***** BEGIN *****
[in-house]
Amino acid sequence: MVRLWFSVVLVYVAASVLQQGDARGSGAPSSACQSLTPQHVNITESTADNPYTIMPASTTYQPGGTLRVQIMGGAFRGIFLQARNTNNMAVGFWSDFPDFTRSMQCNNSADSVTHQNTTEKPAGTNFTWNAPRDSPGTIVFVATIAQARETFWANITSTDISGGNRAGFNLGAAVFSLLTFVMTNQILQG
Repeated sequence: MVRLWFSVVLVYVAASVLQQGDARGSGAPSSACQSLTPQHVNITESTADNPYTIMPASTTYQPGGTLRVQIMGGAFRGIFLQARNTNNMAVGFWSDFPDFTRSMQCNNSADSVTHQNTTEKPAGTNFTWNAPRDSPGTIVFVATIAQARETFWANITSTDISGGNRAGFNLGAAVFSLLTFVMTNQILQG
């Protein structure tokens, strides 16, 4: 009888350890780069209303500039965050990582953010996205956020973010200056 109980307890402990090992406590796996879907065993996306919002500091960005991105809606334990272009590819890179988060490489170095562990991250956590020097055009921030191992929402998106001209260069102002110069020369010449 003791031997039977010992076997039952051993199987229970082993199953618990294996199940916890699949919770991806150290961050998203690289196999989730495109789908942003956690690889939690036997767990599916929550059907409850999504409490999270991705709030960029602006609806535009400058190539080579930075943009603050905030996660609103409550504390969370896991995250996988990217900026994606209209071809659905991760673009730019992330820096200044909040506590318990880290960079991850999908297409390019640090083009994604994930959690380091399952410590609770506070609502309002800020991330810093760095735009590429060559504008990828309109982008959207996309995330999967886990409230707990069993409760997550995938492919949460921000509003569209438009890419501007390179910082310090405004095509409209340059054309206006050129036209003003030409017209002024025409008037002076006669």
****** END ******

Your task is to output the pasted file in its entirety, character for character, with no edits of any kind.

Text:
[in-house]
Amino acid sequence: MVRLWFSVVLVYVAASVLQQGDARGSGAPSSACQSLTPQHVNITESTADNPYTIMPASTTYQPGGTLRVQIMGGAFRGIFLQARNTNNMAVGFWSDFPDFTRSMQCNNSADSVTHQNTTEKPAGTNFTWNAPRDSPGTIVFVATIAQARETFWANITSTDISGGNRAGFNLGAAVFSLLTFVMTNQILQG
Repeated sequence: MVRLWFSVVLVYVAASVLQQGDARGSGAPSSACQSLTPQHVNITESTADNPYTIMPASTTYQPGGTLRVQIMGGAFRGIFLQARNTNNMAVGFWSDFPDFTRSMQCNNSADSVTHQNTTEKPAGTNFTWNAPRDSPGTIVFVATIAQARETFWANITSTDISGGNRAGFNLGAAVFSLLTFVMTNQILQG
């Protein structure tokens, strides 16, 4: 009888350890780069209303500039965050990582953010996205956020973010200056 109980307890402990090992406590796996879907065993996306919002500091960005991105809606334990272009590819890179988060490489170095562990991250956590020097055009921030191992929402998106001209260069102002110069020369010449 003791031997039977010992076997039952051993199987229970082993199953618990294996199940916890699949919770991806150290961050998203690289196999989730495109789908942003956690690889939690036997767990599916929550059907409850999504409490999270991705709030960029602006609806535009400058190539080579930075943009603050905030996660609103409550504390969370896991995250996988990217900026994606209209071809659905991760673009730019992330820096200044909040506590318990880290960079991850999908297409390019640090083009994604994930959690380091399952410590609770506070609502309002800020991330810093760095735009590429060559504008990828309109982008959207996309995330999967886990409230707990069993409760997550995938492919949460921000509003569209438009890419501007390179910082310090405004095509409209340059054309206006050129036209003003030409017209002024025409008037002076006669």